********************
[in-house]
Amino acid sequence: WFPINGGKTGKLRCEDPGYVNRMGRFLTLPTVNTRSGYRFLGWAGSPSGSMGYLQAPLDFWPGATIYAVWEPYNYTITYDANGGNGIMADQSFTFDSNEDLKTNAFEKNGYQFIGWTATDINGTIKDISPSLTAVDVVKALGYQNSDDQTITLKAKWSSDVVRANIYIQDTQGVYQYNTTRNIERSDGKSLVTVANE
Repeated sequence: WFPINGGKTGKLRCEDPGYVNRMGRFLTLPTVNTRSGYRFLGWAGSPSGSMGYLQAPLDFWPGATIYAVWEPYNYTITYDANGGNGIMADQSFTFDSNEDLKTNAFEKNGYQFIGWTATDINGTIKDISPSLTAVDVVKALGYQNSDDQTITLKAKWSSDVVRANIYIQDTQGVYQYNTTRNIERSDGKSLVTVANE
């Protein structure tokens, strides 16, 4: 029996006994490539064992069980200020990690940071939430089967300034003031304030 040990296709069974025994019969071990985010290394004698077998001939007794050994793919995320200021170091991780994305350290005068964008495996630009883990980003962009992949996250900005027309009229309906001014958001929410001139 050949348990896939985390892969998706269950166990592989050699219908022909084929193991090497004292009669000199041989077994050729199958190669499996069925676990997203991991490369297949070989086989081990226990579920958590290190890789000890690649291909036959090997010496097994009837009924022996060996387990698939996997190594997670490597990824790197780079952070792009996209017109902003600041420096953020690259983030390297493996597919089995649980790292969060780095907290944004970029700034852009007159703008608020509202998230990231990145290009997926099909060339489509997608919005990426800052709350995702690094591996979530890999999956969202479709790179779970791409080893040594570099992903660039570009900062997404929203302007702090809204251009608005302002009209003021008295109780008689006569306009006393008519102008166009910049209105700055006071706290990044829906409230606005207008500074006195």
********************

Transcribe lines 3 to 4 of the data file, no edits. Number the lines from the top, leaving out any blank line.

Repeated sequence: WFPINGGKTGKLRCEDPGYVNRMGRFLTLPTVNTRSGYRFLGWAGSPSGSMGYLQAPLDFWPGATIYAVWEPYNYTITYDANGGNGIMADQSFTFDSNEDLKTNAFEKNGYQFIGWTATDINGTIKDISPSLTAVDVVKALGYQNSDDQTITLKAKWSSDVVRANIYIQDTQGVYQYNTTRNIERSDGKSLVTVANE
């Protein structure tokens, strides 16, 4: 029996006994490539064992069980200020990690940071939430089967300034003031304030 040990296709069974025994019969071990985010290394004698077998001939007794050994793919995320200021170091991780994305350290005068964008495996630009883990980003962009992949996250900005027309009229309906001014958001929410001139 050949348990896939985390892969998706269950166990592989050699219908022909084929193991090497004292009669000199041989077994050729199958190669499996069925676990997203991991490369297949070989086989081990226990579920958590290190890789000890690649291909036959090997010496097994009837009924022996060996387990698939996997190594997670490597990824790197780079952070792009996209017109902003600041420096953020690259983030390297493996597919089995649980790292969060780095907290944004970029700034852009007159703008608020509202998230990231990145290009997926099909060339489509997608919005990426800052709350995702690094591996979530890999999956969202479709790179779970791409080893040594570099992903660039570009900062997404929203302007702090809204251009608005302002009209003021008295109780008689006569306009006393008519102008166009910049209105700055006071706290990044829906409230606005207008500074006195």